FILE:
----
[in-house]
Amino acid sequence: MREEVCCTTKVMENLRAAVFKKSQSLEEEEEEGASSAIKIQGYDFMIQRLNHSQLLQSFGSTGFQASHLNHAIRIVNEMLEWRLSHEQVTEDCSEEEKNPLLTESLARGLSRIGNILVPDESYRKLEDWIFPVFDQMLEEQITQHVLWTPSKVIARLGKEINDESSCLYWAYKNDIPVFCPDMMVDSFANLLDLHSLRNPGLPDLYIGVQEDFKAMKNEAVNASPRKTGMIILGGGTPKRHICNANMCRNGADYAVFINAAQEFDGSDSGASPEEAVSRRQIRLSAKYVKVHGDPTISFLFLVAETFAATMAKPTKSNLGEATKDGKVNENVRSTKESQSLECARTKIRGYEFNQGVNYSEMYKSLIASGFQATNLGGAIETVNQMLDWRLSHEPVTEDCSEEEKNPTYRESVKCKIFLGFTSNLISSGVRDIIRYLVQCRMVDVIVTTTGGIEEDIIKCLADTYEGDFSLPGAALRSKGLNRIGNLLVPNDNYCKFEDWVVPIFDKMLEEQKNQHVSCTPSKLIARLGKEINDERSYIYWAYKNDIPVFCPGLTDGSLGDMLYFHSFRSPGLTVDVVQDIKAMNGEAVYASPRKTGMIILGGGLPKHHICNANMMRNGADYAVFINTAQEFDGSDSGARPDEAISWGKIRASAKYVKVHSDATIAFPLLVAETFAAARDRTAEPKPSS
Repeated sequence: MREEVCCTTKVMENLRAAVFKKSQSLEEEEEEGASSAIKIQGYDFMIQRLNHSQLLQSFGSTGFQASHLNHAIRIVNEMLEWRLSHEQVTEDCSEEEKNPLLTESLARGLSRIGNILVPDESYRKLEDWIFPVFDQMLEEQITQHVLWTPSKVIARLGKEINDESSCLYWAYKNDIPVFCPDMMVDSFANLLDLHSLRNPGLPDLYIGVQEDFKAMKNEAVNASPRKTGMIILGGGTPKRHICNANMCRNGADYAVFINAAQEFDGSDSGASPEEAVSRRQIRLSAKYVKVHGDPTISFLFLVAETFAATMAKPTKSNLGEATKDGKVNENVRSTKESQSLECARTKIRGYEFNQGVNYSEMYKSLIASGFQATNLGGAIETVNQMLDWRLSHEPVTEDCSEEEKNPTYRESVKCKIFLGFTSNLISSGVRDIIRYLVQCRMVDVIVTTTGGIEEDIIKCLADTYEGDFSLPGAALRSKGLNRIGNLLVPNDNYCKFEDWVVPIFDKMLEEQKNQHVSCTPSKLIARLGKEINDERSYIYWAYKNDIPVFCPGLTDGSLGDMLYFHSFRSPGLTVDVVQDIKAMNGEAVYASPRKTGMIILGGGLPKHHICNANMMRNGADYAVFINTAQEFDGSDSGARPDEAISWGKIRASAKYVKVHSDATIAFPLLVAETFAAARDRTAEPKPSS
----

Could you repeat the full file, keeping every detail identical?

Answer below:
[in-house]
Amino acid sequence: MREEVCCTTKVMENLRAAVFKKSQSLEEEEEEGASSAIKIQGYDFMIQRLNHSQLLQSFGSTGFQASHLNHAIRIVNEMLEWRLSHEQVTEDCSEEEKNPLLTESLARGLSRIGNILVPDESYRKLEDWIFPVFDQMLEEQITQHVLWTPSKVIARLGKEINDESSCLYWAYKNDIPVFCPDMMVDSFANLLDLHSLRNPGLPDLYIGVQEDFKAMKNEAVNASPRKTGMIILGGGTPKRHICNANMCRNGADYAVFINAAQEFDGSDSGASPEEAVSRRQIRLSAKYVKVHGDPTISFLFLVAETFAATMAKPTKSNLGEATKDGKVNENVRSTKESQSLECARTKIRGYEFNQGVNYSEMYKSLIASGFQATNLGGAIETVNQMLDWRLSHEPVTEDCSEEEKNPTYRESVKCKIFLGFTSNLISSGVRDIIRYLVQCRMVDVIVTTTGGIEEDIIKCLADTYEGDFSLPGAALRSKGLNRIGNLLVPNDNYCKFEDWVVPIFDKMLEEQKNQHVSCTPSKLIARLGKEINDERSYIYWAYKNDIPVFCPGLTDGSLGDMLYFHSFRSPGLTVDVVQDIKAMNGEAVYASPRKTGMIILGGGLPKHHICNANMMRNGADYAVFINTAQEFDGSDSGARPDEAISWGKIRASAKYVKVHSDATIAFPLLVAETFAAARDRTAEPKPSS
Repeated sequence: MREEVCCTTKVMENLRAAVFKKSQSLEEEEEEGASSAIKIQGYDFMIQRLNHSQLLQSFGSTGFQASHLNHAIRIVNEMLEWRLSHEQVTEDCSEEEKNPLLTESLARGLSRIGNILVPDESYRKLEDWIFPVFDQMLEEQITQHVLWTPSKVIARLGKEINDESSCLYWAYKNDIPVFCPDMMVDSFANLLDLHSLRNPGLPDLYIGVQEDFKAMKNEAVNASPRKTGMIILGGGTPKRHICNANMCRNGADYAVFINAAQEFDGSDSGASPEEAVSRRQIRLSAKYVKVHGDPTISFLFLVAETFAATMAKPTKSNLGEATKDGKVNENVRSTKESQSLECARTKIRGYEFNQGVNYSEMYKSLIASGFQATNLGGAIETVNQMLDWRLSHEPVTEDCSEEEKNPTYRESVKCKIFLGFTSNLISSGVRDIIRYLVQCRMVDVIVTTTGGIEEDIIKCLADTYEGDFSLPGAALRSKGLNRIGNLLVPNDNYCKFEDWVVPIFDKMLEEQKNQHVSCTPSKLIARLGKEINDERSYIYWAYKNDIPVFCPGLTDGSLGDMLYFHSFRSPGLTVDVVQDIKAMNGEAVYASPRKTGMIILGGGLPKHHICNANMMRNGADYAVFINTAQEFDGSDSGARPDEAISWGKIRASAKYVKVHSDATIAFPLLVAETFAAARDRTAEPKPSS